University-qualified early childhood teacher Lucy Gosling spends her days teaching children everything from the correct pencil grip to negotiation skills, the ethics of sharing and the importance of showing respect for others.

“I love my job but I am never going to get a loan to buy a house in Sydney on my wage and that is a bit sad,” she said.

Educators, not child minders

“It’s time the federal government valued the work of early educators, by funding equal pay in this year’s budget,” Gibbons, said.

In their submission to the FWS, the union pointed out the importance of the role of early childhood educators – and they are educators, not child minders. Over the years they have had to gain higher qualifications and skills, many have degrees and diplomas. They provide care, comfort and development to children in a diverse range of ages, developmental stages and abilities.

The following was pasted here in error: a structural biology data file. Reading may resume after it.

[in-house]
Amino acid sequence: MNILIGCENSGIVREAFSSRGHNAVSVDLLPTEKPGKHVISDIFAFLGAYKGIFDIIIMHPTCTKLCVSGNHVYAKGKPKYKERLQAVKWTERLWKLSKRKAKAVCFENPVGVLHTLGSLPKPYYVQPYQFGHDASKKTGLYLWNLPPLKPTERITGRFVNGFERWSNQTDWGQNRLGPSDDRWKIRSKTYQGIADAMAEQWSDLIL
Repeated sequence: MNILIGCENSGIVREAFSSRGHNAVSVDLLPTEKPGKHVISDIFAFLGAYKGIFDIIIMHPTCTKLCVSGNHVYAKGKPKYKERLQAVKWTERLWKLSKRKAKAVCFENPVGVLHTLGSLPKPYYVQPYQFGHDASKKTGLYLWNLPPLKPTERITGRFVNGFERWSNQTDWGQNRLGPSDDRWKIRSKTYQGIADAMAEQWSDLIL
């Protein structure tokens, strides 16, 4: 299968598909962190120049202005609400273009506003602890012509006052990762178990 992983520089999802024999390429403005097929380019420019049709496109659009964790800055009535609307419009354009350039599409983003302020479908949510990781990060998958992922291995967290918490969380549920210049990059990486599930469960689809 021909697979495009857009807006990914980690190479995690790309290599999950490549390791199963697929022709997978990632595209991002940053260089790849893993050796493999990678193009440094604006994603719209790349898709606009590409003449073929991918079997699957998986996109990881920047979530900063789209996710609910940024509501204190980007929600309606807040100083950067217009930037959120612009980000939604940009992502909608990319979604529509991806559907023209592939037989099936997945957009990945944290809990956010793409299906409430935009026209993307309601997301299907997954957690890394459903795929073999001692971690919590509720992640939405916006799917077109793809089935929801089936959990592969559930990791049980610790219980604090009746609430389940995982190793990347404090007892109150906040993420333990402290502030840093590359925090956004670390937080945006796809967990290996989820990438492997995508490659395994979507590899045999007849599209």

They do so in accordance with an educational program for the development of cognitive, language, literacy, numeracy, nutrition, social, behavioural and creative skills and tailor the delivery of care and development to suit the individual needs of each child.

They also have to communicate and interact with families and community support agencies; carry out the recording and evaluating of care, education and development of individual children or groups; ensure the hygiene, health, nutrition and safety of children; and exercise physical dexterity and strength; amongst other responsibilities.

There is a wealth of evidence demonstrating the importance of education and development in those early formative years of life to later education and development.